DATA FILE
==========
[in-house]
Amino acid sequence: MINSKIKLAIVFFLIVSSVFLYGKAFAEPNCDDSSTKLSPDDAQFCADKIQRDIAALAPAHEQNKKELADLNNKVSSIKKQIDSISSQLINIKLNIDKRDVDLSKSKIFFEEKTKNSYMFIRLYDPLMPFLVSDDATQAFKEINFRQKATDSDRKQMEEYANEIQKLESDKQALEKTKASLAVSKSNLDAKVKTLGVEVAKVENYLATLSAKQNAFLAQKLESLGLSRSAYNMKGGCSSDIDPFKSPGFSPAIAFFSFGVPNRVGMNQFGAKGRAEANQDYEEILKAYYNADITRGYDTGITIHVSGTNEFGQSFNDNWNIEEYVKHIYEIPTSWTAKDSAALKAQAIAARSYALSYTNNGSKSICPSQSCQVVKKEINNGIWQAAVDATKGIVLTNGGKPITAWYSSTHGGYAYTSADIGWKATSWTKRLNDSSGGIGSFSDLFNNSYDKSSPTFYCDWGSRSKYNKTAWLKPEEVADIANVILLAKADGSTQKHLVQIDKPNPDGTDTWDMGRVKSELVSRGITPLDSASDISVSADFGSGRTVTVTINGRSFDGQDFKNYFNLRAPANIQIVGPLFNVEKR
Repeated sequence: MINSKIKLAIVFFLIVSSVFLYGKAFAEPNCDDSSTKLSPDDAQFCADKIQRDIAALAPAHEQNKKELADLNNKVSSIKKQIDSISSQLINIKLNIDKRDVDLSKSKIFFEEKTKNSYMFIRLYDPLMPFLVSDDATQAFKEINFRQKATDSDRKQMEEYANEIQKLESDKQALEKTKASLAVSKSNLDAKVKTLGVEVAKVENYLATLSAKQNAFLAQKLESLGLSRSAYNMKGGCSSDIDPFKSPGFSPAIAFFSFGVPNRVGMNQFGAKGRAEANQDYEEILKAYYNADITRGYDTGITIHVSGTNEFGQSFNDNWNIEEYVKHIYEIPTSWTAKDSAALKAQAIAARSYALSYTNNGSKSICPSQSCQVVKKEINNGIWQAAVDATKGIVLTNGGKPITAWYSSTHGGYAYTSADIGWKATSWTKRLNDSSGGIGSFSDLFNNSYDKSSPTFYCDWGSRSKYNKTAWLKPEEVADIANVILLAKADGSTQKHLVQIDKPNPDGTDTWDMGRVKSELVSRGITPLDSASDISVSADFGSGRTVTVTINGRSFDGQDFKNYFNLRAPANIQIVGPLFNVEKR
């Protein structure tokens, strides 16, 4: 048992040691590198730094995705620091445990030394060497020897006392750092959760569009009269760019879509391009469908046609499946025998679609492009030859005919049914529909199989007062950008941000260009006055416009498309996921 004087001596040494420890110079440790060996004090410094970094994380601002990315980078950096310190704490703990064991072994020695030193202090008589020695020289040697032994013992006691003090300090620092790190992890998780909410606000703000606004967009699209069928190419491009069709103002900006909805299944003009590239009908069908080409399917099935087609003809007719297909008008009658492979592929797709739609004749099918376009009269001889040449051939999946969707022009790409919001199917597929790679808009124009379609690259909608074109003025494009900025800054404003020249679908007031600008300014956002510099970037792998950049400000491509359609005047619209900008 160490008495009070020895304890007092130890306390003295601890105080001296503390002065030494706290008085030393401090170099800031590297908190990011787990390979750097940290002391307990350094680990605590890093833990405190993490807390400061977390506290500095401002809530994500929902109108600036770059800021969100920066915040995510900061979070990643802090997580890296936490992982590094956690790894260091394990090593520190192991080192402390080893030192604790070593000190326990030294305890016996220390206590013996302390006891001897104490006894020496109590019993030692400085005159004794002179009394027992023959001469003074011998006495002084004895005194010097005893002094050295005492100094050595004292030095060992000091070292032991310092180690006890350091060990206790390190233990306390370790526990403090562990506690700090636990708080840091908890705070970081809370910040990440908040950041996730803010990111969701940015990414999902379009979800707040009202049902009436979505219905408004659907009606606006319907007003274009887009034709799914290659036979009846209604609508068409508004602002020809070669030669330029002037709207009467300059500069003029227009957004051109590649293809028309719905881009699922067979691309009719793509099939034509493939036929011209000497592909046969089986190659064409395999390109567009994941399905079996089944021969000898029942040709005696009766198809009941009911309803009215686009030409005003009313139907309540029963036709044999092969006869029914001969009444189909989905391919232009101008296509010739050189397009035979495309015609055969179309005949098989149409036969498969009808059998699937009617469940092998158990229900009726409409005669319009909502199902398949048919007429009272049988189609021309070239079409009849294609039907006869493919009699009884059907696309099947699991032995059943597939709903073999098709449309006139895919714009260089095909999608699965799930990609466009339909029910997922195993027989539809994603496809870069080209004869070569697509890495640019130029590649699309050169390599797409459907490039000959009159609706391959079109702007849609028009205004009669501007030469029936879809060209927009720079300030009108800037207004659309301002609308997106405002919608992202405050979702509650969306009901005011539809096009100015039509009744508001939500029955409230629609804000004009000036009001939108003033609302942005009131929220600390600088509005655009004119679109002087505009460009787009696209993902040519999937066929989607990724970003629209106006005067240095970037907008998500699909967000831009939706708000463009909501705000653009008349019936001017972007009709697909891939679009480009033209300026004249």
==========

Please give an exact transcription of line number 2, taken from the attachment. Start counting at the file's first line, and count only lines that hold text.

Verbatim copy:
Amino acid sequence: MINSKIKLAIVFFLIVSSVFLYGKAFAEPNCDDSSTKLSPDDAQFCADKIQRDIAALAPAHEQNKKELADLNNKVSSIKKQIDSISSQLINIKLNIDKRDVDLSKSKIFFEEKTKNSYMFIRLYDPLMPFLVSDDATQAFKEINFRQKATDSDRKQMEEYANEIQKLESDKQALEKTKASLAVSKSNLDAKVKTLGVEVAKVENYLATLSAKQNAFLAQKLESLGLSRSAYNMKGGCSSDIDPFKSPGFSPAIAFFSFGVPNRVGMNQFGAKGRAEANQDYEEILKAYYNADITRGYDTGITIHVSGTNEFGQSFNDNWNIEEYVKHIYEIPTSWTAKDSAALKAQAIAARSYALSYTNNGSKSICPSQSCQVVKKEINNGIWQAAVDATKGIVLTNGGKPITAWYSSTHGGYAYTSADIGWKATSWTKRLNDSSGGIGSFSDLFNNSYDKSSPTFYCDWGSRSKYNKTAWLKPEEVADIANVILLAKADGSTQKHLVQIDKPNPDGTDTWDMGRVKSELVSRGITPLDSASDISVSADFGSGRTVTVTINGRSFDGQDFKNYFNLRAPANIQIVGPLFNVEKR